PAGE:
An international team of researchers has found via modeling that the COVID-19 pandemic is impacting food distribution networks to the point that billions of mothers and their children living in at-risk places face undernutrition. In their paper published in the journal Nature Food, the group describes using economic indicators and early insights into food and health system disruptions to create their models and what they indicated.
In addition to the immediate health crises posed by COVID-19, the pandemic has also damaged food production systems. From farmers and packagers to sellers and restauranters, the pandemic has disrupted many of the processes involved in providing food to the people of the world. And while this damage has been reflected in rising prices at grocery stores in well-to-do countries, people living in the developing world who are bearing the brunt of the problem. In this new effort, the researchers sought to put the food crises into perspective by creating models that show how many people (mothers and their children) in such countries will move, or have moved from being able to obtain enough food for themselves to becoming undernourished.
To create their model, the researchers used economic data from countries around the world, such as GDP and poverty rate changes that have occurred prior to and during the pandemic. They also added data gathered over the past year regarding increases in undernutrition and health care statistics. After adding all their data, they used the model to represent undernutrition rates around the globe for the years 2020 to 2022.
The model indicated that the pandemic is having a profound impact on a large number of people around the world. They found, for example, that approximately 3 billion people could find themselves unable to obtain enough food to meet their nutritional needs. They also found that more than 9 million children could become underweight and that as many as 168,000 of them could die. They also found that over 2 million mothers of children could become anemic and could also experience abnormal body weight. The model also estimated productivity losses due to stunting and other health issues of children experiencing undernutrition, at nearly $30 billion.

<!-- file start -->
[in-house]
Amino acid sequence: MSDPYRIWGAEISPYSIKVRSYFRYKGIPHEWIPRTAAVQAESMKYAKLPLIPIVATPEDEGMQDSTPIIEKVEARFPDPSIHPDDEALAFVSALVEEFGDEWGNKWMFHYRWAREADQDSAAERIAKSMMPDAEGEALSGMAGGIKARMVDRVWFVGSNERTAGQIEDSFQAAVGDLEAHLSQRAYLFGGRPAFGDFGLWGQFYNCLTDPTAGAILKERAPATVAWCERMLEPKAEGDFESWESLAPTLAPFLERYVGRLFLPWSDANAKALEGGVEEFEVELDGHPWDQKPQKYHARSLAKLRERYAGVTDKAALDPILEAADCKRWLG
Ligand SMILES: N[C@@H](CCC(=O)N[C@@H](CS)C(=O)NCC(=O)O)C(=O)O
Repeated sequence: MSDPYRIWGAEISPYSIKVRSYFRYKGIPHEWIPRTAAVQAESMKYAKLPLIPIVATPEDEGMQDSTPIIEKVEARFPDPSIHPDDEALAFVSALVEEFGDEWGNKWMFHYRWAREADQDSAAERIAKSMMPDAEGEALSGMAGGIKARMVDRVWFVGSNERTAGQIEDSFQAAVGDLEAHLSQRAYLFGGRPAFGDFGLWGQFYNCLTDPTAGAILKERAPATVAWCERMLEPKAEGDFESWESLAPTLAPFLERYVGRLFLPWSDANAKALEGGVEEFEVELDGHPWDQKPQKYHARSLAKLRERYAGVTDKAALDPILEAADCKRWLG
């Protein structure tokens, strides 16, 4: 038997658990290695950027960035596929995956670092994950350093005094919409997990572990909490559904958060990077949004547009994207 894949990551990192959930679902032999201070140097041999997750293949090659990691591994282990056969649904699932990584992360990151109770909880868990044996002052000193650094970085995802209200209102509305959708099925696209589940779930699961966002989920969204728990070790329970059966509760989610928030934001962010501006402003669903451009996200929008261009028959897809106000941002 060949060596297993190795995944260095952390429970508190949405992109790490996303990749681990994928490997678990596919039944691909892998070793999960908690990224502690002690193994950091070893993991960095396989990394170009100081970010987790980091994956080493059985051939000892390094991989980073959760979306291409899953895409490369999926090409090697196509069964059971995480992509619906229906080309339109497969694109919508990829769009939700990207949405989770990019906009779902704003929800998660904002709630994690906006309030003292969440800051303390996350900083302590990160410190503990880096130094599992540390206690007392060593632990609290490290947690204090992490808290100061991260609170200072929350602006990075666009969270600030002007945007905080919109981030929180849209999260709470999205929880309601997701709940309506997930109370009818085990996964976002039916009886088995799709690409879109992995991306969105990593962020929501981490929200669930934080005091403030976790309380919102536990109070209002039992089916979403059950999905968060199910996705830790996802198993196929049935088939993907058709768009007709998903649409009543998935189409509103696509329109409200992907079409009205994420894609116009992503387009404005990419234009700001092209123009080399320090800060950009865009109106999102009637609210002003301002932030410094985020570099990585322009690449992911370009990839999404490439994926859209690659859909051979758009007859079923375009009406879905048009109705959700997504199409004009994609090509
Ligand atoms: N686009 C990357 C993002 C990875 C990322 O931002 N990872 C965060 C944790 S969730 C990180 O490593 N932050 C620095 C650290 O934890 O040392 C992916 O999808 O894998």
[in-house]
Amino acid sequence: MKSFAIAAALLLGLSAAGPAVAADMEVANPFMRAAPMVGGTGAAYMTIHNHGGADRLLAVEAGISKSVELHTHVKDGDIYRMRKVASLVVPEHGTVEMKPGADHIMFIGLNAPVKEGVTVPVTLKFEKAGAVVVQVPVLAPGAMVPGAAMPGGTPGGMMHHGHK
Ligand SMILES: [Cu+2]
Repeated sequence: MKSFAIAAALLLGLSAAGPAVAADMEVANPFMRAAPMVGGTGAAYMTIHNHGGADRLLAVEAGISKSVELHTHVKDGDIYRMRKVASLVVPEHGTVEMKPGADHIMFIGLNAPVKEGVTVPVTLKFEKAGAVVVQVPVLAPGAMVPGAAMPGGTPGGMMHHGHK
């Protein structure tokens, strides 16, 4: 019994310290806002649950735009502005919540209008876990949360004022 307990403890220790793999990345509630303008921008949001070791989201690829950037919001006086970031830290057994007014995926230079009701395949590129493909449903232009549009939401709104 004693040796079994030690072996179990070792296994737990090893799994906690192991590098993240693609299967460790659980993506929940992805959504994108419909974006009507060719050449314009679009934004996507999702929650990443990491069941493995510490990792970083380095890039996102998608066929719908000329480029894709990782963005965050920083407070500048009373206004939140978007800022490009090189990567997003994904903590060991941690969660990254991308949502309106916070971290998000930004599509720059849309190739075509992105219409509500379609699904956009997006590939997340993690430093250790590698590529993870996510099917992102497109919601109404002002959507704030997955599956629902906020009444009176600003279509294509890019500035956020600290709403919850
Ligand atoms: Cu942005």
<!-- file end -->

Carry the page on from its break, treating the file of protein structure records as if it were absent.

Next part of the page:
The researchers conclude by noting that the suffering and loss being experienced by people around the world could be greatly reduced if those with the wherewithal to provide assistance choose to do so.
Saskia Osendarp et al, The COVID-19 crisis will exacerbate maternal and child undernutrition and child mortality in low- and middle-income countries, Nature Food (2021). DOI: 10.1038/s43016-021-00319-4
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Models suggest pandemic could increase world’s maternal and child undernutrition rate by billions (2021, July 20)
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